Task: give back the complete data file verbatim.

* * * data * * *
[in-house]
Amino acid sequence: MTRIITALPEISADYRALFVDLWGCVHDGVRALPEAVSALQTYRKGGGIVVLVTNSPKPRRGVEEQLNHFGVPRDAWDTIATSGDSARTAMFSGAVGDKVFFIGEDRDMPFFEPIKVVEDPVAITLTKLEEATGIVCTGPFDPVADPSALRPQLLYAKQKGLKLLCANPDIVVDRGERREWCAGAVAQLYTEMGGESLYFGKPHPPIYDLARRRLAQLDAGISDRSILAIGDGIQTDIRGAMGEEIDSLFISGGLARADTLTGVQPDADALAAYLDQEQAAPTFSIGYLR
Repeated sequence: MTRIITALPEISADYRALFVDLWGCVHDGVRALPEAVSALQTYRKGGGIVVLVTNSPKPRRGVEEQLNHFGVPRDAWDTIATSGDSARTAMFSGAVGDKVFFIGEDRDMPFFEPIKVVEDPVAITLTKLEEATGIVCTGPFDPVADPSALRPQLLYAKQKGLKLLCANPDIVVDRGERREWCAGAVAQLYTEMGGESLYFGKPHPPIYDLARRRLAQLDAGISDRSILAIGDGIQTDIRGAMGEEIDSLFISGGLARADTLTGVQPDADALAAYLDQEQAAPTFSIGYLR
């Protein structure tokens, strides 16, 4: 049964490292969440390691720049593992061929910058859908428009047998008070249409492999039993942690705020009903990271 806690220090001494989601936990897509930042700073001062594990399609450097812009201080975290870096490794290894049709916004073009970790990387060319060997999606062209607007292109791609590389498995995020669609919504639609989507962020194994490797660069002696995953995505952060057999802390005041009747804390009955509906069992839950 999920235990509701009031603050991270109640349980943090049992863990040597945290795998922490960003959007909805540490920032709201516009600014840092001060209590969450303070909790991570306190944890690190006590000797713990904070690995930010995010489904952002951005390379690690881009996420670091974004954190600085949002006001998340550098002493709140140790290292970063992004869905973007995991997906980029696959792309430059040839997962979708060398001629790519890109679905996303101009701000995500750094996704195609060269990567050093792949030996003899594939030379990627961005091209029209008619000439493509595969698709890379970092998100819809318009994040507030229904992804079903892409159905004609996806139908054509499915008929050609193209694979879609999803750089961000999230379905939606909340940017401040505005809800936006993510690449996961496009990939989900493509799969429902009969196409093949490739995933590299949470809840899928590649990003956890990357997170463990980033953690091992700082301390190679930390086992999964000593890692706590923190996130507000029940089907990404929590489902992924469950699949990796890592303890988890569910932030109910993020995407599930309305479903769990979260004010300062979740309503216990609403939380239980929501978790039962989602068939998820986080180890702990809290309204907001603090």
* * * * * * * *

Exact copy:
[in-house]
Amino acid sequence: MTRIITALPEISADYRALFVDLWGCVHDGVRALPEAVSALQTYRKGGGIVVLVTNSPKPRRGVEEQLNHFGVPRDAWDTIATSGDSARTAMFSGAVGDKVFFIGEDRDMPFFEPIKVVEDPVAITLTKLEEATGIVCTGPFDPVADPSALRPQLLYAKQKGLKLLCANPDIVVDRGERREWCAGAVAQLYTEMGGESLYFGKPHPPIYDLARRRLAQLDAGISDRSILAIGDGIQTDIRGAMGEEIDSLFISGGLARADTLTGVQPDADALAAYLDQEQAAPTFSIGYLR
Repeated sequence: MTRIITALPEISADYRALFVDLWGCVHDGVRALPEAVSALQTYRKGGGIVVLVTNSPKPRRGVEEQLNHFGVPRDAWDTIATSGDSARTAMFSGAVGDKVFFIGEDRDMPFFEPIKVVEDPVAITLTKLEEATGIVCTGPFDPVADPSALRPQLLYAKQKGLKLLCANPDIVVDRGERREWCAGAVAQLYTEMGGESLYFGKPHPPIYDLARRRLAQLDAGISDRSILAIGDGIQTDIRGAMGEEIDSLFISGGLARADTLTGVQPDADALAAYLDQEQAAPTFSIGYLR
């Protein structure tokens, strides 16, 4: 049964490292969440390691720049593992061929910058859908428009047998008070249409492999039993942690705020009903990271 806690220090001494989601936990897509930042700073001062594990399609450097812009201080975290870096490794290894049709916004073009970790990387060319060997999606062209607007292109791609590389498995995020669609919504639609989507962020194994490797660069002696995953995505952060057999802390005041009747804390009955509906069992839950 999920235990509701009031603050991270109640349980943090049992863990040597945290795998922490960003959007909805540490920032709201516009600014840092001060209590969450303070909790991570306190944890690190006590000797713990904070690995930010995010489904952002951005390379690690881009996420670091974004954190600085949002006001998340550098002493709140140790290292970063992004869905973007995991997906980029696959792309430059040839997962979708060398001629790519890109679905996303101009701000995500750094996704195609060269990567050093792949030996003899594939030379990627961005091209029209008619000439493509595969698709890379970092998100819809318009994040507030229904992804079903892409159905004609996806139908054509499915008929050609193209694979879609999803750089961000999230379905939606909340940017401040505005809800936006993510690449996961496009990939989900493509799969429902009969196409093949490739995933590299949470809840899928590649990003956890990357997170463990980033953690091992700082301390190679930390086992999964000593890692706590923190996130507000029940089907990404929590489902992924469950699949990796890592303890988890569910932030109910993020995407599930309305479903769990979260004010300062979740309503216990609403939380239980929501978790039962989602068939998820986080180890702990809290309204907001603090």